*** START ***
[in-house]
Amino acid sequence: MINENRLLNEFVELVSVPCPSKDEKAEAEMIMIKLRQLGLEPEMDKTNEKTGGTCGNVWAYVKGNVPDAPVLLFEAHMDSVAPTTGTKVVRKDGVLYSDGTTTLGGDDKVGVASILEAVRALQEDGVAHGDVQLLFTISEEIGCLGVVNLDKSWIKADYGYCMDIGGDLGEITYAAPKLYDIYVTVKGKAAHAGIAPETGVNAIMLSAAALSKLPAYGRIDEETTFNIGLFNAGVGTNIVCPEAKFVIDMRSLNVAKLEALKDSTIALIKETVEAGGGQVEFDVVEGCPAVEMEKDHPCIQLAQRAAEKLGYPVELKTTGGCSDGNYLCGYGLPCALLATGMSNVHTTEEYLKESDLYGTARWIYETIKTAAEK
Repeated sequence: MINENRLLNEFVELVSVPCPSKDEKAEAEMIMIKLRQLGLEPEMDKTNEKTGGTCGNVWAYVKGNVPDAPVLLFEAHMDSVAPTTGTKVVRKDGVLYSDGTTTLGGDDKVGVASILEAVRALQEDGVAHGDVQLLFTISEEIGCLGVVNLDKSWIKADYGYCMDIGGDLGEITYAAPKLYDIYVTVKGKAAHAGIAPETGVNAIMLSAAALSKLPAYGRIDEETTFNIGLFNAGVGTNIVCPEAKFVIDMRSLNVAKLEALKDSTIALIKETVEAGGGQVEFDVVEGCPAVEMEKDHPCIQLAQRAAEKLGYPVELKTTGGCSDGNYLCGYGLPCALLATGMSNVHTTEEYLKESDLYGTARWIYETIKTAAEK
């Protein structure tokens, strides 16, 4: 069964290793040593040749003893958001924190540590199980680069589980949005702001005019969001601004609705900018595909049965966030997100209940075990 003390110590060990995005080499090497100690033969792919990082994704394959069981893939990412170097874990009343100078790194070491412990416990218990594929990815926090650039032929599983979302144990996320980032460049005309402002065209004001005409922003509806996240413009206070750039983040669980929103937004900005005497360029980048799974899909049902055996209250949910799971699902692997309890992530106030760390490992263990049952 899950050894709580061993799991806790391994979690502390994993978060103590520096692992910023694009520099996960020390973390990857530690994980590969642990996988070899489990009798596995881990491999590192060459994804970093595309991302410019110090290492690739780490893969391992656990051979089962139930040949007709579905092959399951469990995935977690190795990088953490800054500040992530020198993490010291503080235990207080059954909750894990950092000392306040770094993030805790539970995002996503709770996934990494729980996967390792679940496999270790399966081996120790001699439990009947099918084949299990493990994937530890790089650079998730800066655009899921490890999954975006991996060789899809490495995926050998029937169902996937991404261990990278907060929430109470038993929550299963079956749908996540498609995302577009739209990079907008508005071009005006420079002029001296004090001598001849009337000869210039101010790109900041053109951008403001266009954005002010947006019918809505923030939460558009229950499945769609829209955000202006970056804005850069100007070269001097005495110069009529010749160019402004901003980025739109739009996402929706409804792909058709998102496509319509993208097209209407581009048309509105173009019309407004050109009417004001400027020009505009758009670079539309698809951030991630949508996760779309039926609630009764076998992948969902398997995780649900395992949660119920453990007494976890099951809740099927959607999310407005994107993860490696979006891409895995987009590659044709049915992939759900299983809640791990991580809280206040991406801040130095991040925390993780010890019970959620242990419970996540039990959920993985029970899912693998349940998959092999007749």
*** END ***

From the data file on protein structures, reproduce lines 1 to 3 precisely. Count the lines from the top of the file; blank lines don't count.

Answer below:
[in-house]
Amino acid sequence: MINENRLLNEFVELVSVPCPSKDEKAEAEMIMIKLRQLGLEPEMDKTNEKTGGTCGNVWAYVKGNVPDAPVLLFEAHMDSVAPTTGTKVVRKDGVLYSDGTTTLGGDDKVGVASILEAVRALQEDGVAHGDVQLLFTISEEIGCLGVVNLDKSWIKADYGYCMDIGGDLGEITYAAPKLYDIYVTVKGKAAHAGIAPETGVNAIMLSAAALSKLPAYGRIDEETTFNIGLFNAGVGTNIVCPEAKFVIDMRSLNVAKLEALKDSTIALIKETVEAGGGQVEFDVVEGCPAVEMEKDHPCIQLAQRAAEKLGYPVELKTTGGCSDGNYLCGYGLPCALLATGMSNVHTTEEYLKESDLYGTARWIYETIKTAAEK
Repeated sequence: MINENRLLNEFVELVSVPCPSKDEKAEAEMIMIKLRQLGLEPEMDKTNEKTGGTCGNVWAYVKGNVPDAPVLLFEAHMDSVAPTTGTKVVRKDGVLYSDGTTTLGGDDKVGVASILEAVRALQEDGVAHGDVQLLFTISEEIGCLGVVNLDKSWIKADYGYCMDIGGDLGEITYAAPKLYDIYVTVKGKAAHAGIAPETGVNAIMLSAAALSKLPAYGRIDEETTFNIGLFNAGVGTNIVCPEAKFVIDMRSLNVAKLEALKDSTIALIKETVEAGGGQVEFDVVEGCPAVEMEKDHPCIQLAQRAAEKLGYPVELKTTGGCSDGNYLCGYGLPCALLATGMSNVHTTEEYLKESDLYGTARWIYETIKTAAEK